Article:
Djokich made millions through oil and cattle futures and was spearheading an ambitious charity project to build the largest Serbian Orthodox Church in Western Canada. Djokich, however, soon discovered that his amassed wealth — said to be as much as $175-million — had evaporated in a dubious investment scheme.

He felt swindled, but rather than go to police he embarked on a crusade to recover the money himself.

In 2006, Djokich kidnapped Calgary businessman William Lenz, a partner in the investment. Mr. Lenz was hooded and had a pinkie finger mostly severed as an incentive to turn over money, court heard.

Mr. Lenz signed a wire transfer for $15-million during his ordeal. The bank, however, required him to appear in person to get the money and the kidnappers received nothing. (The finger was surgically reattached and no charges were laid.)

In the summer of 2008, still unsatisfied, Djokich met with Nasser Safieddine, a man passing himself off as a money launderer with international connections. Mr. Safieddine was, in reality, a car dealer also known as Nick who was convicted on drug charges in Detroit in 2003 and worked for the U.S. government as an informant.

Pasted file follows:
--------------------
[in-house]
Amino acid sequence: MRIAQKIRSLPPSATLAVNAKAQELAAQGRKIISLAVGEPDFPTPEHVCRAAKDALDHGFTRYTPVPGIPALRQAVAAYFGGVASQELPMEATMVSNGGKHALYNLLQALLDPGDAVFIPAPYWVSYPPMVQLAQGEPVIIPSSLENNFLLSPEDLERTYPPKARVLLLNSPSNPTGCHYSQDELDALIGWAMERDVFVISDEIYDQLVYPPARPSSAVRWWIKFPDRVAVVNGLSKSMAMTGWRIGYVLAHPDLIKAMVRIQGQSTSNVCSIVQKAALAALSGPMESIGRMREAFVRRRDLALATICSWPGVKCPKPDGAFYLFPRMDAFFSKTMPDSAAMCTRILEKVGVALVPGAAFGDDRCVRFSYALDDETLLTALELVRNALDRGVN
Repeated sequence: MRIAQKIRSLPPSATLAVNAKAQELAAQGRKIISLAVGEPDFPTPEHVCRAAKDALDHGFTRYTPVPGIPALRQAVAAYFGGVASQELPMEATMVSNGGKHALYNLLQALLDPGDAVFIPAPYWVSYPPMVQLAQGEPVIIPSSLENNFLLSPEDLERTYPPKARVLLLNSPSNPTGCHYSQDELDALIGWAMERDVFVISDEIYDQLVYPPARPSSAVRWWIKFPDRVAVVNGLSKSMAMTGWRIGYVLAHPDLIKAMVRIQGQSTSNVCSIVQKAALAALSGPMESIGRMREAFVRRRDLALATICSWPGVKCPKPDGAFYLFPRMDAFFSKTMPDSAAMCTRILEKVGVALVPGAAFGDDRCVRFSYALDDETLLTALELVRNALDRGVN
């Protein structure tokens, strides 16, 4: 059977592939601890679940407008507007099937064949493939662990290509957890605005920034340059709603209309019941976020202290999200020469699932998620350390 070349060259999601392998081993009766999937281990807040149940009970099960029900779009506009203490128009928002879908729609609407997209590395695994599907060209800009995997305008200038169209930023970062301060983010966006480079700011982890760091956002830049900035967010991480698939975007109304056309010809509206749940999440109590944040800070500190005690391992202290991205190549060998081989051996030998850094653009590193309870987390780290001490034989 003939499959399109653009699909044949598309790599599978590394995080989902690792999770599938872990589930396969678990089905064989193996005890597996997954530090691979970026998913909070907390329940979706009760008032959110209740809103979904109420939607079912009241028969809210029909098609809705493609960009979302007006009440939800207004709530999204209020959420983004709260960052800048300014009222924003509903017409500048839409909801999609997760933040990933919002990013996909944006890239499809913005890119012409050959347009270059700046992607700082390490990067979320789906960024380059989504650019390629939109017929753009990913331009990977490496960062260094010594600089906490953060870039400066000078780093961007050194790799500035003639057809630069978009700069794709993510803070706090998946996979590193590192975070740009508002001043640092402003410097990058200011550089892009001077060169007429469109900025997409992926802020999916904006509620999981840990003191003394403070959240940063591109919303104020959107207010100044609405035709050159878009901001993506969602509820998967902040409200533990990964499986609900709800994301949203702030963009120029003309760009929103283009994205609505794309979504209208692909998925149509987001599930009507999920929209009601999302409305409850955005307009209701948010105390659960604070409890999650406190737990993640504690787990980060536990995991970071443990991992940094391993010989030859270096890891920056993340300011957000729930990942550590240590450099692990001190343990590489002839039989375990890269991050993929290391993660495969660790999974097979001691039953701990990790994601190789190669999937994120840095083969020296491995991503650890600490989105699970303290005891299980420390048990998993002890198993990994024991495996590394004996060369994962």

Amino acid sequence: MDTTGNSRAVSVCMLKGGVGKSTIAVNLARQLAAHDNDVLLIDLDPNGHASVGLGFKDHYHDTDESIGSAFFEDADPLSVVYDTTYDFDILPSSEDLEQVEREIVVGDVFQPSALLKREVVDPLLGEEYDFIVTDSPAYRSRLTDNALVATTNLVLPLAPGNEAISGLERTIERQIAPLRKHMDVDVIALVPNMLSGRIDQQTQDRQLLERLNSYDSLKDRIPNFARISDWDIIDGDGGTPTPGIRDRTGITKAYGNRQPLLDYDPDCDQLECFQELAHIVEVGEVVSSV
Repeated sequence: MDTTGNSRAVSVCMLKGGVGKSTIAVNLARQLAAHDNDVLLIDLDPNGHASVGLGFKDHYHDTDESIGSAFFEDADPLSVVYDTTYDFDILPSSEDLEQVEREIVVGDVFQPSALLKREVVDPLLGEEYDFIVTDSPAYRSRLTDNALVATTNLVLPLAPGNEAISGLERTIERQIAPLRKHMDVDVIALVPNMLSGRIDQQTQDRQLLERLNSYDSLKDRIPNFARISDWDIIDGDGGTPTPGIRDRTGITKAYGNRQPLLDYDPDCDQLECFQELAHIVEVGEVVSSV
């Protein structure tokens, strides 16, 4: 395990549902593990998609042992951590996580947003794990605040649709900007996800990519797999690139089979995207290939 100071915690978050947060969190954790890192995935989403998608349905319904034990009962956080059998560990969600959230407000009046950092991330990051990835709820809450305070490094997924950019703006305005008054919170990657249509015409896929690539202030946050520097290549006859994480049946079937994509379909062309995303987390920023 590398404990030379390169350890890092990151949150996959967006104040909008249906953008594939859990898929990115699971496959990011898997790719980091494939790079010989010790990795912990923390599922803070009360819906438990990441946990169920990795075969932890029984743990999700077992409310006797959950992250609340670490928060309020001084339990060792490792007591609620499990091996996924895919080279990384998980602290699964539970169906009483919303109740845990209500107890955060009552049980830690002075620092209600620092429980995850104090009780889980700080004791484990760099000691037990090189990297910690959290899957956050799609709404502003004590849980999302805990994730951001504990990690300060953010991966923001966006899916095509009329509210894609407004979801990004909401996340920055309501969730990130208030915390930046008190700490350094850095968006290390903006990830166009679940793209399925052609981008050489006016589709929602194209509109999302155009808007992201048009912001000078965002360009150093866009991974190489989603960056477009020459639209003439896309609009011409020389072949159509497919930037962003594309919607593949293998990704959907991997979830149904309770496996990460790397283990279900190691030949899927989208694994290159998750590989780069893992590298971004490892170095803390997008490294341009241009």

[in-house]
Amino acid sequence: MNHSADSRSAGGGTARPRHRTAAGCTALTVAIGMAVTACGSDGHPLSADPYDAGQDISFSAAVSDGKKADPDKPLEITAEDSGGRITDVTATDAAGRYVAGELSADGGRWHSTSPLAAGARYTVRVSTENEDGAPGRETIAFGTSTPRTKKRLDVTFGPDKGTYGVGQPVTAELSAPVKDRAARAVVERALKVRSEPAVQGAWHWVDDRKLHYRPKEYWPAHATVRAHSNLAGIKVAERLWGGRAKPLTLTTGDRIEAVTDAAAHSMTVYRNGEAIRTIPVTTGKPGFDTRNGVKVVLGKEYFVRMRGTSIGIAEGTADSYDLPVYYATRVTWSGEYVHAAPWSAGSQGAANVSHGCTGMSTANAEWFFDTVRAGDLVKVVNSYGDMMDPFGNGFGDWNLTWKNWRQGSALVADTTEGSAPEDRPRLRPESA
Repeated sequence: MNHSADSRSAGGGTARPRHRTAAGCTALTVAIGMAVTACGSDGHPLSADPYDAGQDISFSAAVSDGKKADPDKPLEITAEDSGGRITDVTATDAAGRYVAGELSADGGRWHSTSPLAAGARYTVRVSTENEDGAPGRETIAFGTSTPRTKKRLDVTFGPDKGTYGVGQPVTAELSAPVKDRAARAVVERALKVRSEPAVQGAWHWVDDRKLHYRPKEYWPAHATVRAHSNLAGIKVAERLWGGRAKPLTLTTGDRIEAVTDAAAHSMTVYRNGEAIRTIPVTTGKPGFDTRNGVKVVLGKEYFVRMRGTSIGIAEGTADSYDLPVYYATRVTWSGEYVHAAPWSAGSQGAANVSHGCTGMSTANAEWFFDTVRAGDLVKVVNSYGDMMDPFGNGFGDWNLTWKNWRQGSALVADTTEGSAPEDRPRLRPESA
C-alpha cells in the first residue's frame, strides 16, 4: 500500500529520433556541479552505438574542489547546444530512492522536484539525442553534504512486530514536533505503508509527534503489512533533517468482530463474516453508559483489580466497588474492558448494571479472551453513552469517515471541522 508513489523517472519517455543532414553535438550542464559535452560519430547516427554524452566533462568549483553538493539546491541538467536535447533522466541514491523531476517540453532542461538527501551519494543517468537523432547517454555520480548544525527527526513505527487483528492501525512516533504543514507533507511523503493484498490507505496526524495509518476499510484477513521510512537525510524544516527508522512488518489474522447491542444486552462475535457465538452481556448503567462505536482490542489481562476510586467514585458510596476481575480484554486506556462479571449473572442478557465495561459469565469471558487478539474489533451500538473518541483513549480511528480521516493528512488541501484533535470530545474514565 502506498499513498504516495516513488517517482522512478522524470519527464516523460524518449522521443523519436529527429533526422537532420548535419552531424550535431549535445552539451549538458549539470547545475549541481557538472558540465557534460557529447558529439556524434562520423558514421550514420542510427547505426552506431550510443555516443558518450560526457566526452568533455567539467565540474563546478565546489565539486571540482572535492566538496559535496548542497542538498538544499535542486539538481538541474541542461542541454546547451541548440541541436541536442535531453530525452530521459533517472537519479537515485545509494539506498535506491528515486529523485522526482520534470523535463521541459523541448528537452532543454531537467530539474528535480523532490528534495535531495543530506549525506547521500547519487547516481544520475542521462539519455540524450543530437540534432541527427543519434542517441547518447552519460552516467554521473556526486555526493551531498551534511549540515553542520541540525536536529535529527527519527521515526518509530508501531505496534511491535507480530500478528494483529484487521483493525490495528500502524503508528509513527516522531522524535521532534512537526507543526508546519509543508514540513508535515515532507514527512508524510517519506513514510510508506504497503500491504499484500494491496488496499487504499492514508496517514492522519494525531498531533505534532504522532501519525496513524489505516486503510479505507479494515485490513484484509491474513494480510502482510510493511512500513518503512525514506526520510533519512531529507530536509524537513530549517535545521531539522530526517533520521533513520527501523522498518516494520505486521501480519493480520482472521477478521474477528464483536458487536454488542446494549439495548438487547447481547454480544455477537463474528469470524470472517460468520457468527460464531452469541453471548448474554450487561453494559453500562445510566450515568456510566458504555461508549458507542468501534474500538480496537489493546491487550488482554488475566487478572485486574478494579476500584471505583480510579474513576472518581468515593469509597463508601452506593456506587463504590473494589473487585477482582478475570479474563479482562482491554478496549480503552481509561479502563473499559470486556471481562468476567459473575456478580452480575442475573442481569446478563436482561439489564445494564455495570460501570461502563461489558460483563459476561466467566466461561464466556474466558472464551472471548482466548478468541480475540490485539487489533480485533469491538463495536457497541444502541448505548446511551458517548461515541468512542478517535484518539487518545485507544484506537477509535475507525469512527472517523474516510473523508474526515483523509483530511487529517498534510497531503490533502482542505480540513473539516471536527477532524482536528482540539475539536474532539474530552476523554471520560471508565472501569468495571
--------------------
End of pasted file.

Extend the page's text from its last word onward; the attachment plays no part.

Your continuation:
Mr. Safieddine’s 2003 plea deal for conspiracy to possess and distribute heroin, that arrived in Canada and the U.S. hidden inside Islamic prayer rugs, was recently unsealed to allow him to testify in court against the two Canadians.

After being asked by Djokich if he could snatch Mr. DeVries, Mr. Safieddine said he was the wrong man for the job but knew someone who could help. Mr. Safieddine called his contact at U.S. Immigration and Customs Enforcement (ICE) and then introduced Djokich to a U.S. agent posing as an experienced hit man.